I can tell the difference, and I like it.

                                                      5 Replies
                                                      1. re: wayne keyser

                                                        I read through this thread and have come to the conclusion that we have no clear definition of al dente. When I lived in Italy, it was cooked to the point that there was no raw taste of flour. Rather like rice that is cooked, you can cut it and note the change in translucency as it cooks toward the center. But I suppose just how cooked you like it remains a subjective thing. Like when are potatoes overcooked. To me, however, the point of it has to do with flavor and sauce. An al dente pasta still tastes of the wheat, like a good bread. And in Italy, sauce is used as a foil to the taste of the pasta. In this country, sauce and cheese tend to be the point of the dish and pasta is used as a vehicle to carry the sauce, which is often overthick and overcooked. It's rather like preferences in pizza--thick crust or thin and tons of topping or a simple classic one.

                                                        1. re: Father Kitchen

                                                          Goodness Father, you sound just like an Italian. LOL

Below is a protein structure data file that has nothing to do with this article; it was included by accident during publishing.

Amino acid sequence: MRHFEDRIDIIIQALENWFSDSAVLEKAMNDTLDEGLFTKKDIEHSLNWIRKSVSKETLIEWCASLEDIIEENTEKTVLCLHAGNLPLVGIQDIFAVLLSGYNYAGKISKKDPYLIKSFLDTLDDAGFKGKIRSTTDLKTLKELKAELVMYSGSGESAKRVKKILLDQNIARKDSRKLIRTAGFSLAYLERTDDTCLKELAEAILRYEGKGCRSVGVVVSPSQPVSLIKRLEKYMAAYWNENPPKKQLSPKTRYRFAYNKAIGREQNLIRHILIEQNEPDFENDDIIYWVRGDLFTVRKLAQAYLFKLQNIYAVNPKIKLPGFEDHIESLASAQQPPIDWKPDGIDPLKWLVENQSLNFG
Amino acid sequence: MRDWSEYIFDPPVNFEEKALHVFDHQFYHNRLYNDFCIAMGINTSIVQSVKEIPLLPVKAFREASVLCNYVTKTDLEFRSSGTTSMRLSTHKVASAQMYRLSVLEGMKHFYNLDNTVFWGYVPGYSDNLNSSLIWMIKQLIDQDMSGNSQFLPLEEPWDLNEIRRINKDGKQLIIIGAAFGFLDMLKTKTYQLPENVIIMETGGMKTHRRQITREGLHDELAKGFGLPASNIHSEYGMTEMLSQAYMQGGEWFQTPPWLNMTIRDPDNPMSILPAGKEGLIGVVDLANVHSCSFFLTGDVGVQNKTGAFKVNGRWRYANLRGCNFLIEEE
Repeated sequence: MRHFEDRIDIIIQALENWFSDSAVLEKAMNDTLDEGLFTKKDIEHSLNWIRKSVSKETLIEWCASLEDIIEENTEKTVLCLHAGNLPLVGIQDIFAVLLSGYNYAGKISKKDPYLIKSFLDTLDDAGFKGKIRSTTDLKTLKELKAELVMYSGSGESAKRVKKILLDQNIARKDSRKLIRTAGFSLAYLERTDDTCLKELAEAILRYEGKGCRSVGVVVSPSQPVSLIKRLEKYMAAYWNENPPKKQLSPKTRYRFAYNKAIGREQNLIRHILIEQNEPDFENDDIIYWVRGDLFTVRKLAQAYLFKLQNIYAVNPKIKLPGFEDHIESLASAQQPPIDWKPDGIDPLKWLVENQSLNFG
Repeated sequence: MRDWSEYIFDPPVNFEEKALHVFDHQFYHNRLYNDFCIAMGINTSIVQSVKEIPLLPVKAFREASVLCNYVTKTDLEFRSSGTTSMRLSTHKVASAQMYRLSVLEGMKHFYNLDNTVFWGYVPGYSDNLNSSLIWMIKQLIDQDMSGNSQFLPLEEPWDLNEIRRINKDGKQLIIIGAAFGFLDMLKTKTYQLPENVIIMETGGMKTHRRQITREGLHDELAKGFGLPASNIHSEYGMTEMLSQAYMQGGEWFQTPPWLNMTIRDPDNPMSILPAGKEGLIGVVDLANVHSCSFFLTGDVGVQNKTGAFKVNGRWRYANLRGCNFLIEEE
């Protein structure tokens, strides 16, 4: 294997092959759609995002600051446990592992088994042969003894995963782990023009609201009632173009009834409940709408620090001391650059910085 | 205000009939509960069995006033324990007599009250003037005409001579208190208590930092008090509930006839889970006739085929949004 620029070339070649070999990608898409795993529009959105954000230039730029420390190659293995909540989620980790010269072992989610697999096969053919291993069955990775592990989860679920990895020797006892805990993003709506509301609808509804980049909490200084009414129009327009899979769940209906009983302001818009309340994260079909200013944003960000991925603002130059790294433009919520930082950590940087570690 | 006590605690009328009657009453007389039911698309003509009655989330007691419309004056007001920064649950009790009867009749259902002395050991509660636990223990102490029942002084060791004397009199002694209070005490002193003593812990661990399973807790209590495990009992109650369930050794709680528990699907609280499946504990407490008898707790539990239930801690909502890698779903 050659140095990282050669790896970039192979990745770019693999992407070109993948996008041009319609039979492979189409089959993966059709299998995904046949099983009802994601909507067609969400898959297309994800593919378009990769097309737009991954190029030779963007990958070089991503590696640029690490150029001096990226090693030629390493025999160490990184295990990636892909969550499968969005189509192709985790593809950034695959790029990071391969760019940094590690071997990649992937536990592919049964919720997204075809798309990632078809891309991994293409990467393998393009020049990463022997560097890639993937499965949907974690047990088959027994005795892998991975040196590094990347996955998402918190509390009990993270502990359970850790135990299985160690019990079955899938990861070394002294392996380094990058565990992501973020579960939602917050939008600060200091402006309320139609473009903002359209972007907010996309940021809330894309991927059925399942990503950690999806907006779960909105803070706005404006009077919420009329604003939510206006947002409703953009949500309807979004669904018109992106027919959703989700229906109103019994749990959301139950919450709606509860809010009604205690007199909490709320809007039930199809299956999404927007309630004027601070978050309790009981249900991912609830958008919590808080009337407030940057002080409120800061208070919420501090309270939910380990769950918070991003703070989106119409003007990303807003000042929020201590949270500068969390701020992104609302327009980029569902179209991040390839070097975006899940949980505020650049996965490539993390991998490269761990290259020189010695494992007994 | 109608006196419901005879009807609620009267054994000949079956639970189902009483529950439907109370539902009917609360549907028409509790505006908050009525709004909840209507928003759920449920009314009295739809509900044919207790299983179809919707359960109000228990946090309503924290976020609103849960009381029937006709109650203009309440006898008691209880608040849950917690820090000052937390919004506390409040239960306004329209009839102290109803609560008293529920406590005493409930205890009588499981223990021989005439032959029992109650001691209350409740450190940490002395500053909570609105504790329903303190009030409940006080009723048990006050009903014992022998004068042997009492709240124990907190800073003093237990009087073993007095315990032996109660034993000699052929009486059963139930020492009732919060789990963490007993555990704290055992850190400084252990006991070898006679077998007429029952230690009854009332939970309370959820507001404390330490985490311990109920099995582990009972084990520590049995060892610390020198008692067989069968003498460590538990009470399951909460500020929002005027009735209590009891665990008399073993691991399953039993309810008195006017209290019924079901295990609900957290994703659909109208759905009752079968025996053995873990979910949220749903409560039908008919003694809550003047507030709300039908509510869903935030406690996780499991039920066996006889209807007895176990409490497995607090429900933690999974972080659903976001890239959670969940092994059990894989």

I think Americans tend to over-sauce just about everything, so it doesn't surprise me that the specific taste of the pasta is indiscernible.
                                                          But taste is, indeed, subjective.

                                                          1. re: Gio

                                                            I do think that is why we American's, in general, tend to not care about pasta texture. When you use less sauce, the pasta has to have enough cooking time left in it to absorb some of the sauce. If it is cooked beyond al dente, the sauces slides right off. When you pile it with bad sauce and other crap, you don't notice it slides off and that the pasta hasn't absorbed any of the sauce.

                                                            1. re: sisterfunkhaus

                                                              This!! It took me a good while to appreciate pasta with less sauce than the U.S. norm, but I certainly do now.

                                                              That said, I think, like everything else food-related, that it boils down to personal preference. While you might not really be able to get the exact pasta texture you want at a restaurant, you certainly can at home. Enjoy it there the way you like it.